When Charles Johnson looked out of his window, the view of California's Mojave desert stretching to the horizon neatly confirmed his beliefs as president of the International Flat Earth Society. But what of the frequent arrivals of Nasa space shuttles at the nearby Edwards air force base, and the photographs of earth as a globe that astonauts brought back?
Johnson, who has died aged 76, scoffed. "It's just a stupid old airplane carried piggy-back and dropped over Lancaster (the town where he lived). It hasn't orbited earth, that we know."
The congruence of these two - America's pioneers into the cosmos, and the white-bearded Johnson with his crackpot theories - were further proof, if any is needed, that California rivals England as the home of eccentrics. Through his quarterly Flat Earth News, which once had 3,500 subscribers, Johnson maintained that our planet was a disc of unknown dimensions, with the North Pole in the middle.
For him, the sun and moon, each 32 miles in diameter, circled the disc at a constant height of 3,000 miles. So-called sunsets, which he liked to watch from his porch as he smoked a cigar, were optical illusions. And the 1969 televised moon landing was really filmed in Arizona with a script by science-fiction writer Arthur C Clarke.
Before chuckling at Johnson's wrongheadedness, it should be noted that his society was an English invention. He took over in 1972 from the late Samuel Shenton of Dover, and the society traced its origins to the Universal Zetetic (investigating) Society, founded in England in 1832 by Sir Birley Rowbotham, who wrote a tract called Earth Not A Globe. In 1888, the even more gloriously named Sir Walter de Sodington Blount conducted a series of experiments on the Old Bedford Level canal, proving, he said, that the earth did not curve.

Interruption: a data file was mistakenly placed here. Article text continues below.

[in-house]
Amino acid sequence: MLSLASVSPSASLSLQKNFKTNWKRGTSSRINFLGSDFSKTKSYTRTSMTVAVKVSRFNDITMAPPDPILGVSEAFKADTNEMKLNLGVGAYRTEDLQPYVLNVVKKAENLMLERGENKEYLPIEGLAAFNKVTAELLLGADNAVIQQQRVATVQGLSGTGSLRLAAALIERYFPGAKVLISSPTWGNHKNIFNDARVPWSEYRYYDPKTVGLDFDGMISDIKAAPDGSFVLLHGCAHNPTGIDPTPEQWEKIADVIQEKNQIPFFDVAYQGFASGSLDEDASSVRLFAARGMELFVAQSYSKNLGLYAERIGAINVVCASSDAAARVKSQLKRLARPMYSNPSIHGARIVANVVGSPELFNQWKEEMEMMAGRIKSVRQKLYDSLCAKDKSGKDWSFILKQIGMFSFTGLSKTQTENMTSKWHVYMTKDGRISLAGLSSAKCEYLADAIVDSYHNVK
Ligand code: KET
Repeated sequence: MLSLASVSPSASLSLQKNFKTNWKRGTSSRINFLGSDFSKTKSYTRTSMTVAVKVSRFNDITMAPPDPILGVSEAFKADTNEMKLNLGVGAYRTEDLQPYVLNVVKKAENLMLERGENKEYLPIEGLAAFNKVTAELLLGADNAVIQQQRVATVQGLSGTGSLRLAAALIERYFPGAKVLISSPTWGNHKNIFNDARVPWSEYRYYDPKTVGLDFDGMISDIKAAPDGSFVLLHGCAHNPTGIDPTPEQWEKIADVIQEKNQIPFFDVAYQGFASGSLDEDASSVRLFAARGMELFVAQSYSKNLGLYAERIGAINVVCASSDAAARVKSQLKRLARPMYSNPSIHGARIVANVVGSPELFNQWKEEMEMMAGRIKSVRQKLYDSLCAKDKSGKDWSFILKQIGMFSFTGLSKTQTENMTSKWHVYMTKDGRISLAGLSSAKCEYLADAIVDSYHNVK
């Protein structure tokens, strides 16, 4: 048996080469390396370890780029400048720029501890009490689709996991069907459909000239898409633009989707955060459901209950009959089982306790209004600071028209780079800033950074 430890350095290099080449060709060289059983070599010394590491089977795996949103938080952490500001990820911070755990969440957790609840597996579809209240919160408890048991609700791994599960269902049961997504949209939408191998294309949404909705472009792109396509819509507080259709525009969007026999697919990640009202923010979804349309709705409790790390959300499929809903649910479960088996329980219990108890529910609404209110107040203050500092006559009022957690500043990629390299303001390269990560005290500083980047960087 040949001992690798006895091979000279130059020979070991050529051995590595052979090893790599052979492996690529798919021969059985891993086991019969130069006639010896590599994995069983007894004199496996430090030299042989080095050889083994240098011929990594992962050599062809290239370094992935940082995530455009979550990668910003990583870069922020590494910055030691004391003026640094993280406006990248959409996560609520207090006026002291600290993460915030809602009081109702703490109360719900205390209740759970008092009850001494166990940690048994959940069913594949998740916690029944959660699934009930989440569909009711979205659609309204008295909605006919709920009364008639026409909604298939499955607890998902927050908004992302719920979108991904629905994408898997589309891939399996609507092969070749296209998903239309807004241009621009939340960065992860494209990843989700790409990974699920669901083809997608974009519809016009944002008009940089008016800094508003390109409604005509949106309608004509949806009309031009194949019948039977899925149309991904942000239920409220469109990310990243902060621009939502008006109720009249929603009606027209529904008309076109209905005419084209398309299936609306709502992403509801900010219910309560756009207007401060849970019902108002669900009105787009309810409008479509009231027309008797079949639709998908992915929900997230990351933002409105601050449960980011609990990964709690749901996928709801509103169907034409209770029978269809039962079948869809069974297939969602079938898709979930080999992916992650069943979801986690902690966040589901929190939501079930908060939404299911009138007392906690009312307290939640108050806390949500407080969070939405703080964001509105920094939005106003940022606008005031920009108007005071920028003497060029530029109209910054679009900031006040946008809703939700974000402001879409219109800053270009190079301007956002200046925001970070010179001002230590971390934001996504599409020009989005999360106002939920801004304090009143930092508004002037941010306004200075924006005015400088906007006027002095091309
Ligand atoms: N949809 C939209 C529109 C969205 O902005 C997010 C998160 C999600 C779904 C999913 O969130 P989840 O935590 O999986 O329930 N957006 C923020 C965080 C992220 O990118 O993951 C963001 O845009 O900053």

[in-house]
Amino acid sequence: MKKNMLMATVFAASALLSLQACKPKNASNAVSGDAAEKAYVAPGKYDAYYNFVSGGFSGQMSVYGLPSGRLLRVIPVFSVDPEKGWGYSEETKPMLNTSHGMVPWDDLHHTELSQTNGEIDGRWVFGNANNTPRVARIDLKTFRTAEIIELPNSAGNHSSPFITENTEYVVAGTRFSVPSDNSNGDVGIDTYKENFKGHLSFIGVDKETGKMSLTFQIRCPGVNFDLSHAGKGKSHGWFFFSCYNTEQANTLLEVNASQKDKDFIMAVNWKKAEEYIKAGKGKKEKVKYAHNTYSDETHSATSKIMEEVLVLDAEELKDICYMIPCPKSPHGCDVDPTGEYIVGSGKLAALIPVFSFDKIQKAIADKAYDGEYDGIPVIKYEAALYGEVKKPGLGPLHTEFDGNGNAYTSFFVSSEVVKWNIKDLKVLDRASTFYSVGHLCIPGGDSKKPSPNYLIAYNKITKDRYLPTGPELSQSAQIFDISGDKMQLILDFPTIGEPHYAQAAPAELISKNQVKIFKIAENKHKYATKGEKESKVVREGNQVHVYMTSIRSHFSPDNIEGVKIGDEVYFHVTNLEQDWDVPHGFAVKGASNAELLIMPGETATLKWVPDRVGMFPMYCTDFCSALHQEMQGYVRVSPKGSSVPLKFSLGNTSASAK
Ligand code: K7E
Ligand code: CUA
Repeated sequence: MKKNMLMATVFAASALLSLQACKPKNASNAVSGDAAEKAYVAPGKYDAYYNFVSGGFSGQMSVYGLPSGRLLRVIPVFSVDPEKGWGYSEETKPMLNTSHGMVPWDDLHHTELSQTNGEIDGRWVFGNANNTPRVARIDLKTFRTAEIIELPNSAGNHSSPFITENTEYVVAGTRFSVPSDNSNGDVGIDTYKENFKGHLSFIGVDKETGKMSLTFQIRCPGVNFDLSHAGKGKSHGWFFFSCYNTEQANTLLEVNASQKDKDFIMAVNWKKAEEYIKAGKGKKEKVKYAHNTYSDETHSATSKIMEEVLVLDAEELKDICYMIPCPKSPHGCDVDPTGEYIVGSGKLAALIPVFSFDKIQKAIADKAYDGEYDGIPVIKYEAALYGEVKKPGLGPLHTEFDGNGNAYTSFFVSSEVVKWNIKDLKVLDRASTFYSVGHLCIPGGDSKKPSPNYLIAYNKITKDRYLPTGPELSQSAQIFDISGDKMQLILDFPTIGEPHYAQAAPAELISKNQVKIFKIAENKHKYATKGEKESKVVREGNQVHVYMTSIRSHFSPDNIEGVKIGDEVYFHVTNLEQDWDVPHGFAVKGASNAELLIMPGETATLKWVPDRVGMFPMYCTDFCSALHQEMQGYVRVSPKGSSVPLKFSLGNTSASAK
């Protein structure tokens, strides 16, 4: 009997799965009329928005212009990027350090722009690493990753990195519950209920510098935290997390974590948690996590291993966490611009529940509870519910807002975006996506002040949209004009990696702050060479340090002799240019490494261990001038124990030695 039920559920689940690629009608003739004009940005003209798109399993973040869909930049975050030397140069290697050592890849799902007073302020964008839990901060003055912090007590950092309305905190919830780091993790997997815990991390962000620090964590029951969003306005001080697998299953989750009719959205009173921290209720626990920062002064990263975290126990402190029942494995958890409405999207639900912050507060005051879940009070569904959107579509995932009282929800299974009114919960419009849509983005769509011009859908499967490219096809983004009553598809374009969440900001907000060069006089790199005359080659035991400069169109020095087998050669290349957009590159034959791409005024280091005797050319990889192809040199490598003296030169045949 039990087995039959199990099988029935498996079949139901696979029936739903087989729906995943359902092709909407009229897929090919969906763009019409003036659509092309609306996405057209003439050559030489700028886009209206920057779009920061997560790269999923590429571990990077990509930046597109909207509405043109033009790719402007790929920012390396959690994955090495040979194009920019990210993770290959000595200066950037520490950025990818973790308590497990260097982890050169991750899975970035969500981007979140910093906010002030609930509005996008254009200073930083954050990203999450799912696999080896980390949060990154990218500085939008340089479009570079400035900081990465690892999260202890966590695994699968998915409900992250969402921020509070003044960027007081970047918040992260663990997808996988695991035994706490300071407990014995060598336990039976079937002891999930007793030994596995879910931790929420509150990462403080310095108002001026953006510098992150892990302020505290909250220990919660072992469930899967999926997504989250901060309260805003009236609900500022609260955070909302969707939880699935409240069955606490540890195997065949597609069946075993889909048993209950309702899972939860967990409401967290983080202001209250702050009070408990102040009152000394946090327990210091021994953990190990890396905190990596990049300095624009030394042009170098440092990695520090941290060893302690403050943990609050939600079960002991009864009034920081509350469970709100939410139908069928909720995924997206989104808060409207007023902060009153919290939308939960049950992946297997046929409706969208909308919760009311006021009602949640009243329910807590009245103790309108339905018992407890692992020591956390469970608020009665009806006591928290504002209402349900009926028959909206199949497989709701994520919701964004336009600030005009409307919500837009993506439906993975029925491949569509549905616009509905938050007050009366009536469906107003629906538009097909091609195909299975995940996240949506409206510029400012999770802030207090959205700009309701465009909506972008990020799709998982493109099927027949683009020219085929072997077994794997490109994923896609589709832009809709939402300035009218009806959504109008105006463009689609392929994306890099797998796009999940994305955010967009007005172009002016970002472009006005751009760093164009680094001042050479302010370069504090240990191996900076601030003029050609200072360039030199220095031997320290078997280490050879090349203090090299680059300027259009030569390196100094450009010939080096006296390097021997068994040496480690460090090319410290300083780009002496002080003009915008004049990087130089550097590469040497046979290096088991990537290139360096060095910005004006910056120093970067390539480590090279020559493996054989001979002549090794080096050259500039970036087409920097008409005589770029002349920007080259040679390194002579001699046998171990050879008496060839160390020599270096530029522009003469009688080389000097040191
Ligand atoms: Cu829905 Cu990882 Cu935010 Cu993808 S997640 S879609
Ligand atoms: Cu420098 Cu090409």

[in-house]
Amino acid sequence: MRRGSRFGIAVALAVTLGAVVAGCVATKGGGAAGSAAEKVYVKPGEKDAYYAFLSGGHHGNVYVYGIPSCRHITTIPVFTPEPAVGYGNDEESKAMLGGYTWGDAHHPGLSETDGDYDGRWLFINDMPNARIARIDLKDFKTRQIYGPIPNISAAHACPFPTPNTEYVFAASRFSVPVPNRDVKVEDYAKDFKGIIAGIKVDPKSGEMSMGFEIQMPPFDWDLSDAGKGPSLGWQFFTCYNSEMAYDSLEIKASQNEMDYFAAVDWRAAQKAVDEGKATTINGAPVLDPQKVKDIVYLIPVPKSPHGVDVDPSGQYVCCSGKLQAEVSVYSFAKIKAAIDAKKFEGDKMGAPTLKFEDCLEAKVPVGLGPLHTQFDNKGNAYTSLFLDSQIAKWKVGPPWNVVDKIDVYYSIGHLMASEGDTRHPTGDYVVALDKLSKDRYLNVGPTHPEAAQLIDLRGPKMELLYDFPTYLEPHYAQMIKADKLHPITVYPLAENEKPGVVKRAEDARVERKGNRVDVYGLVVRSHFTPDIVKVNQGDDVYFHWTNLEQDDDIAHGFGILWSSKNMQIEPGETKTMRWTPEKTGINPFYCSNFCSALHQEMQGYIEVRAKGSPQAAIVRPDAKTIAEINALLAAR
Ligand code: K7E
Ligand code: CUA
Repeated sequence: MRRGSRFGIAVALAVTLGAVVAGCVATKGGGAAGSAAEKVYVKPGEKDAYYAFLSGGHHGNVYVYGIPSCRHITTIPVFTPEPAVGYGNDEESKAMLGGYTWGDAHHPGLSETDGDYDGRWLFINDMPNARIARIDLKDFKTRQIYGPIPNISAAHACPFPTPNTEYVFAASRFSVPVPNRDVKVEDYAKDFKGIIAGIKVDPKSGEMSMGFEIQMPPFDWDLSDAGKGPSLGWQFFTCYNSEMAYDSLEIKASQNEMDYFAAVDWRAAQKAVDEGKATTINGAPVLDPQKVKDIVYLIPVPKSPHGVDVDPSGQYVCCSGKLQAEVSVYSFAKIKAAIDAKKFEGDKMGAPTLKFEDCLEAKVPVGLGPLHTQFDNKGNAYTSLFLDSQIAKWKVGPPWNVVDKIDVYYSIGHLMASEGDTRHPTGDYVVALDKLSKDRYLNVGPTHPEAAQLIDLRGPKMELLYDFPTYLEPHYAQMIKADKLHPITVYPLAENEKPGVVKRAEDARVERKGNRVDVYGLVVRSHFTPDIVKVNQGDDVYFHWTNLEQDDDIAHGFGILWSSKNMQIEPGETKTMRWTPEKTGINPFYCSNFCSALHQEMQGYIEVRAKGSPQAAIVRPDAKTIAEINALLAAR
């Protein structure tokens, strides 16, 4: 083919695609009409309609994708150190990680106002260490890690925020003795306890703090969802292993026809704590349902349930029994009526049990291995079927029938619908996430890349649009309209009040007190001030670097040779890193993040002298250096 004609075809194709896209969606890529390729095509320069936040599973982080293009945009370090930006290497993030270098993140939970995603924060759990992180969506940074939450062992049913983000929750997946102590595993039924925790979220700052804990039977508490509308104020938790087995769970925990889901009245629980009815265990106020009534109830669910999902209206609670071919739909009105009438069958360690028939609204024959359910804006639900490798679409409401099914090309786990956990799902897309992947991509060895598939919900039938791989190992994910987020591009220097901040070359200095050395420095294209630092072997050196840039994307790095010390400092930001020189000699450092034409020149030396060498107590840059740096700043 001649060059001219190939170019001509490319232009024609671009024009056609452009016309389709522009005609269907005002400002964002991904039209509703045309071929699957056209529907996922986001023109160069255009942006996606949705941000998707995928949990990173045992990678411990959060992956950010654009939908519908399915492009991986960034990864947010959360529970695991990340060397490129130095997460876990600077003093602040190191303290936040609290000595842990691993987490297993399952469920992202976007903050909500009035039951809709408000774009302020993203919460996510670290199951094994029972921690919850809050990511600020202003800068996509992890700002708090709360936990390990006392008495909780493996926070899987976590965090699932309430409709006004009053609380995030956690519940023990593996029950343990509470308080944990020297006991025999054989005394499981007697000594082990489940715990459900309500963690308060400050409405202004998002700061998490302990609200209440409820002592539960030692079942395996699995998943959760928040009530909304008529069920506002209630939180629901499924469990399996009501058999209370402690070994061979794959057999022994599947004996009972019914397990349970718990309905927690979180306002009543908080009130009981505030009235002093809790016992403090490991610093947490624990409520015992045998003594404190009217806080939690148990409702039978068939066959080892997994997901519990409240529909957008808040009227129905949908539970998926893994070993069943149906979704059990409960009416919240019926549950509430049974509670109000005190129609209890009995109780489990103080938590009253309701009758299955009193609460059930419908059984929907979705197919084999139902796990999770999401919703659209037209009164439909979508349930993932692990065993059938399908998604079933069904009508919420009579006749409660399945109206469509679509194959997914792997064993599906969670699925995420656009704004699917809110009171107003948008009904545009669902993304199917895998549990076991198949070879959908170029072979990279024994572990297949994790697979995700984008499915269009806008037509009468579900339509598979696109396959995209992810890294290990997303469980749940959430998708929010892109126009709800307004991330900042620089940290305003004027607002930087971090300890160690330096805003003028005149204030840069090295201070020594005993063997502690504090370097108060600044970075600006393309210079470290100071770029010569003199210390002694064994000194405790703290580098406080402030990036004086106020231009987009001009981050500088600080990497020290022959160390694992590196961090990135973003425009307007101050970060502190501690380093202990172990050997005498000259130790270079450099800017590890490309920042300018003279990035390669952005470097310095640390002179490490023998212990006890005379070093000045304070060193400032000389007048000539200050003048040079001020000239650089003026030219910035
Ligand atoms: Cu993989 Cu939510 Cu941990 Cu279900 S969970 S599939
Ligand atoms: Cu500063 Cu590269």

This, at least, was Johnson's account of his society's origins. He and his late Australian wife, Marjory, measured the surface of Lake Tahoe, in northern California, to arrive at the same conclusion. Furthermore, Johnson insisted, his wife did not hang by her feet when she was young -in a place that should never be called Down Under.
Johnson was only eight, and living in Texas, when he became committed to flat earthism. He recalled spinning a globe in class, listening incredulously to his teacher talking about gravity, and then looking out of the window at a lake, where he observed no curvature. He was an articulate defender of his beliefs and, although not highly educated, was a forceful and fluent writer.
He always insisted that the globe theory was invented by scientists - "the same old gang of witch doctors, sorcerers, tellers of tales, and priest entertainers" - attempting to obliterate Christian beliefs. Johnson was convinced that Jesus believed in a flat earth because he "ascended" into heaven, and "if earth were a ball, there would be no up or down."
Born in San Angelo, Texas, Johnson graduated from the local high school, and moved to San Francisco, where he was an airplane mechanic for 25 years. He began corresponding with Shenton, who specified before his death that Johnson should replace him at the society's head, and, by the mid-1990s, its membership had grown to nearly 4,000.
Members paid Dollars 25 a year and were given a map of the flat world. This was also, Johnson pointed out, the insignia of the United Nations, demonstrating that its founders were, at heart, flat earthers.
His last years were marrred by a near-fatal mishap, when his house burned down in 1995. He managed to rescue Marjory, who was, by then, in a wheel chair and needed oxygen to breathe. All his records were burned, and Marjory died the following year.
Johnson moved into a caravan next to the ruin of his home, but local authority officials evicted him because it did not have the required wooden foundations. He moved in with his brother, his only survivor, on the outskirts of Lancaster, and began to rebuild the society. It now has about 100 members.
Charles Kenneth Johnson, flat earther, born July 24 1924; died March 19 2001